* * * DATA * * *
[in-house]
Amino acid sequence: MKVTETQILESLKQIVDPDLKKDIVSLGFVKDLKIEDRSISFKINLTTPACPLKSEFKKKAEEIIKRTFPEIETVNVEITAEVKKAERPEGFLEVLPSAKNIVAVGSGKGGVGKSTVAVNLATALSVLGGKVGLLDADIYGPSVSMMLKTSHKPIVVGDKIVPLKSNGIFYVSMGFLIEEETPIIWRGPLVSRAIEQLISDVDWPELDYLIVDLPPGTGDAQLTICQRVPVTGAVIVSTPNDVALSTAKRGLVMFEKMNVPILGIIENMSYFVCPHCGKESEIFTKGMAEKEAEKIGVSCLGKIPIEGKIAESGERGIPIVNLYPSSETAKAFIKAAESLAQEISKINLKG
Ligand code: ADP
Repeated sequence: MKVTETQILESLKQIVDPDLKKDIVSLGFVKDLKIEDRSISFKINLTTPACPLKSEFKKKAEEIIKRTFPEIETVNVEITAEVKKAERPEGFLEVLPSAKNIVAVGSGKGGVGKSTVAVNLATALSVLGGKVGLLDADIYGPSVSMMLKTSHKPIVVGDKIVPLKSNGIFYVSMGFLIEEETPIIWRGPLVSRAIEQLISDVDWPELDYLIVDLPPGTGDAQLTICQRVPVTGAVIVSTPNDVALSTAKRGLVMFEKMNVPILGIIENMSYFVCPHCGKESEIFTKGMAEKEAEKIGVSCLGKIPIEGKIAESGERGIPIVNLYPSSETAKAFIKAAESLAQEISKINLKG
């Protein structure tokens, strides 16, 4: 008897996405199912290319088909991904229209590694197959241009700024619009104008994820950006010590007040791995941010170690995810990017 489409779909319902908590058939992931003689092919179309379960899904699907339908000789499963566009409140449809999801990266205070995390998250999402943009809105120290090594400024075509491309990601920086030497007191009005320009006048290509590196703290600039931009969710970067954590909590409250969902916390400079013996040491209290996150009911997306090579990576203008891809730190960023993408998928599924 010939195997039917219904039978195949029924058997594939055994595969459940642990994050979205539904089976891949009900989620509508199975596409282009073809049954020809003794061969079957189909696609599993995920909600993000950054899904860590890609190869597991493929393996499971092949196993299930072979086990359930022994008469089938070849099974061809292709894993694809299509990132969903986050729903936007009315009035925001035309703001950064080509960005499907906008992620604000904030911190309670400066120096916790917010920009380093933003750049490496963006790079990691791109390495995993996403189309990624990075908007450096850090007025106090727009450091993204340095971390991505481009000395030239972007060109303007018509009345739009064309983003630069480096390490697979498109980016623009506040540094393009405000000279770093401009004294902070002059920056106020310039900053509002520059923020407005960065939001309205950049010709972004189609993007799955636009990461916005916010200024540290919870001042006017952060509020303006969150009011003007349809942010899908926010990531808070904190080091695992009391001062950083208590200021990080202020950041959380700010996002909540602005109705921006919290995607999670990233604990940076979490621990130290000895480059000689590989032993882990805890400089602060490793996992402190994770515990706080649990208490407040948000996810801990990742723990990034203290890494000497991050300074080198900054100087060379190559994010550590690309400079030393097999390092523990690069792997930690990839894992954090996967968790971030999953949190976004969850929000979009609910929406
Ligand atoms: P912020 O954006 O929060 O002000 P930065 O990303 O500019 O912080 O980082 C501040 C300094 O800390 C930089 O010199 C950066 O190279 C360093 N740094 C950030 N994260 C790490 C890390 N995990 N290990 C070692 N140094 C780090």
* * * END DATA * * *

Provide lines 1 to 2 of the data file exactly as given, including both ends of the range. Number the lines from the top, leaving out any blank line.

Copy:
[in-house]
Amino acid sequence: MKVTETQILESLKQIVDPDLKKDIVSLGFVKDLKIEDRSISFKINLTTPACPLKSEFKKKAEEIIKRTFPEIETVNVEITAEVKKAERPEGFLEVLPSAKNIVAVGSGKGGVGKSTVAVNLATALSVLGGKVGLLDADIYGPSVSMMLKTSHKPIVVGDKIVPLKSNGIFYVSMGFLIEEETPIIWRGPLVSRAIEQLISDVDWPELDYLIVDLPPGTGDAQLTICQRVPVTGAVIVSTPNDVALSTAKRGLVMFEKMNVPILGIIENMSYFVCPHCGKESEIFTKGMAEKEAEKIGVSCLGKIPIEGKIAESGERGIPIVNLYPSSETAKAFIKAAESLAQEISKINLKG